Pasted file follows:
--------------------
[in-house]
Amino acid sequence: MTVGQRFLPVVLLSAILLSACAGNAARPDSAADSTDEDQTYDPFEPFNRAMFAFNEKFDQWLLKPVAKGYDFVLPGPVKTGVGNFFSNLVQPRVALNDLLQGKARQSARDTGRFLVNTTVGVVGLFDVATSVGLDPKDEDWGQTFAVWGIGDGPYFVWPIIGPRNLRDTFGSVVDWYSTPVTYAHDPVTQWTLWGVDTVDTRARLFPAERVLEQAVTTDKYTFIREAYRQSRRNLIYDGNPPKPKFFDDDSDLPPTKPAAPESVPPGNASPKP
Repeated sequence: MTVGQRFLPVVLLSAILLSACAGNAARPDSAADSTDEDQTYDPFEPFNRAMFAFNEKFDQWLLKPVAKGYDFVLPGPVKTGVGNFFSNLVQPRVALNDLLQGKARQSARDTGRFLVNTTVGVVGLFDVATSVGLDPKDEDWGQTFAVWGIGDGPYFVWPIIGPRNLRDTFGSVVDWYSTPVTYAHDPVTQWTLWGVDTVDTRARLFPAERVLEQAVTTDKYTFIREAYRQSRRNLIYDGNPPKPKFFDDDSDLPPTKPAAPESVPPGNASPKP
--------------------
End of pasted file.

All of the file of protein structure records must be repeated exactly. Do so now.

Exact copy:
[in-house]
Amino acid sequence: MTVGQRFLPVVLLSAILLSACAGNAARPDSAADSTDEDQTYDPFEPFNRAMFAFNEKFDQWLLKPVAKGYDFVLPGPVKTGVGNFFSNLVQPRVALNDLLQGKARQSARDTGRFLVNTTVGVVGLFDVATSVGLDPKDEDWGQTFAVWGIGDGPYFVWPIIGPRNLRDTFGSVVDWYSTPVTYAHDPVTQWTLWGVDTVDTRARLFPAERVLEQAVTTDKYTFIREAYRQSRRNLIYDGNPPKPKFFDDDSDLPPTKPAAPESVPPGNASPKP
Repeated sequence: MTVGQRFLPVVLLSAILLSACAGNAARPDSAADSTDEDQTYDPFEPFNRAMFAFNEKFDQWLLKPVAKGYDFVLPGPVKTGVGNFFSNLVQPRVALNDLLQGKARQSARDTGRFLVNTTVGVVGLFDVATSVGLDPKDEDWGQTFAVWGIGDGPYFVWPIIGPRNLRDTFGSVVDWYSTPVTYAHDPVTQWTLWGVDTVDTRARLFPAERVLEQAVTTDKYTFIREAYRQSRRNLIYDGNPPKPKFFDDDSDLPPTKPAAPESVPPGNASPKP